Local man receives French Legion of Honor medal

There were times during World War II when Francis Xavier O’ Connell wasn’t sure he’d live to see another sunrise.

To this day, the 93-year-old feels certain it was his mother’s prayers that kept him alive during dangerous times on the battlefield and through his captivity as a prisoner of war.

He still has the rosary beads she gave him, and some of the letters she wrote to him during the war.

Francis Xavier O’ Connell had just graduated from high school when he enlisted in the U.S. Army to fight in World War II. He was recently honored by the French government for his contributions during the war. (B.C. Manion)

Recently, he was inducted into the French Foreign Legion of Honor by the French government for his contributions during World War II.

The distinction is France’s way to express gratitude to American veterans who fought alongside France during the Second World War.

French Brig. Gen. Thierry Ducret presented the award to O’ Connell during a July 14 ceremony in St. Petersburg, said Carolyn Matthews, O’ Connell’s niece.

Ducret, France’s representative to MacDill Air Force Base’s Central Command International Coalition, was just one of several high-ranking military officers at the event, she said.

O’ Connell graduated from Brown University after his stint in the U.S. Army, and then rejoined in 1949, going on to have a lengthy military career.

The Lutz man was astounded when he heard the French government wanted to honor him.

Like so many others during World War II, O’ Connell joined the Army in 1943, right after graduating from high school in Cranston, Rhode Island.

It was the thing to do, said O’ Connell, the youngest in a family of six boys — four of whom served in the Army.

After enlisting, O’ Connell trained at Fort Bragg, North Carolina, and then was shipped to Casablanca where he joined Company F in the 179th Infantry, the 45th Division.

From there, his division went by ship to Sicily to be part of an amphibious assault landing.

O’ Connell worked as a forward observer — scouting out enemy locations and reporting the targets he found.

After Sicily, the 45th Infantry moved into Salerno for another assault. His unit then was pulled offline briefly before heading to Anzio for another amphibious assault landing.

The Battle of Anzio was a bitter campaign — with fighting nearly all of the way to Rome.

Francis Xavier O’ Connell holds a medal he received as an expression of gratitude from the French government during a July 14 ceremony in St. Petersburg.

After a brief rest period, the unit was shipped to Southern France, where it went ashore at St. Tropez and fought its way inland to Meximieux.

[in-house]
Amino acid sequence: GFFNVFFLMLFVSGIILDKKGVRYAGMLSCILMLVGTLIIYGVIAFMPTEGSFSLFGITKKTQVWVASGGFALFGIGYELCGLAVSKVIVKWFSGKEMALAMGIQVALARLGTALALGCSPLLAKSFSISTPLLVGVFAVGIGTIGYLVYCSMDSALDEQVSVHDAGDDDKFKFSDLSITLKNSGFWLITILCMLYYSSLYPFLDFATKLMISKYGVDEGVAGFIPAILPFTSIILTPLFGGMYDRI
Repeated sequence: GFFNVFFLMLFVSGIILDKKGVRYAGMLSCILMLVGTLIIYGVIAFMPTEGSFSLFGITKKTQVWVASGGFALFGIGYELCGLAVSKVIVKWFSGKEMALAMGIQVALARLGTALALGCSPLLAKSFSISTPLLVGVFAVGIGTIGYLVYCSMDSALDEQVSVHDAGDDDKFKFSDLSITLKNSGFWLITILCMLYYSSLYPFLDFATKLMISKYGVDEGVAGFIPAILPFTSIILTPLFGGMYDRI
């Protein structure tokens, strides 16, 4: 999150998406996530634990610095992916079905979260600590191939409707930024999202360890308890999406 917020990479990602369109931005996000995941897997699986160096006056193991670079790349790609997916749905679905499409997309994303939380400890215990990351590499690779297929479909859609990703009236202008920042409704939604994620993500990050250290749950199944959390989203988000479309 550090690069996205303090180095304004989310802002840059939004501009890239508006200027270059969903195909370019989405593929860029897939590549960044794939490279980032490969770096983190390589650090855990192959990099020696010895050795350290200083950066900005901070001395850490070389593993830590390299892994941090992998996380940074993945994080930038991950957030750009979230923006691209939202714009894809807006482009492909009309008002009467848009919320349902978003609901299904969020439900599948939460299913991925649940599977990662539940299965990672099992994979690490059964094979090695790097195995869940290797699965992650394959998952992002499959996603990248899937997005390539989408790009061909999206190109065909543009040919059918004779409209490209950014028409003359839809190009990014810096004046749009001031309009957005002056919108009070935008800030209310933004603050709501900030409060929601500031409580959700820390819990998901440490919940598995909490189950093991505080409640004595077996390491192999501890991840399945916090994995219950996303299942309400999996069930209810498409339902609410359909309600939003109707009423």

In the heat of the battle, his unit relieved another forward observer group and got too far ahead of the battalion. They were captured.

Despite being a prisoner of war, O’ Connell considers himself fortunate. “Two-thirds of the regimen were killed,” he said, noting there are 1,800 in a regimen.

After he was captured, he and the other prisoners were moved in boxcars from Frankfurt Germany, over to Munich. And, while that was happening, he said, “our own (American) aircraft would bomb and strafe everywhere the Germans moved.”

They were taken to a prisoner of war camp in a town called Moosburg, about 40 some-odd miles north of Munich, he said.

In the morning, he and other prisoners would be trucked to Munich to fill in bomb craters in the railroads, he said.

The Germans would make sure the American prisoners saw the civilian casualties of war.

“They had their bodies lined up on either side of the street. Then they would march us through the streets to see them,” O’ Connell said.

He said he caught a lucky break when he and group of men were chosen to go to a work camp at Vilshofen, a small town in northern Germany, near the port town of Passau.

“We worked in a forest, cutting down trees,” O’ Connell said.

The prisoners slept on straw-lined mattresses in a barn, and there wasn’t much to eat.

“We ate boiled cabbage and potato dumplings. It was just two meals a day,” he said.

He was at the work camp for several months before the Germans forced the prisoners to begin marching toward Austria.

“They knew the Americans were coming,” O’ Connell said. “They were trying to clear us out of there and bring us somewhere else.”

They were liberated during that forced march.

“We were freed by the 16th armored division,” O’Connell said. “They were coming through southwest Germany.”

After being freed, O’ Connell and the other soldiers walked to Bremerhaven where they were processed at a tent city before catching a ship back to the United States.

At the time, O’ Connell weighed 80 pounds.

He was sent to a country club that had been converted to a medical facility, to recuperate. It was three months before the Army would allow his family to see him.

Reuniting with his mother is a moment that O’ Connell will never forget.

“You won’t believe how happy it was,” he said. “She almost fell over, when I put my arms around her.”

A plaque with this quotation hangs in Francis Xavier O’ Connell’s apartment in Lutz:
45th Infantry Division
“Whatever destiny may hold for our great country,
however long that great country’s military history may continue,
readers of the future will search long before finding a chapter
more brilliant than that written by the quill that was dipped in the blood of the Thunderbirds.”

Brig. Gen. H.J.D. Meyer, Dec. 7, 1945

Published August 16, 2017

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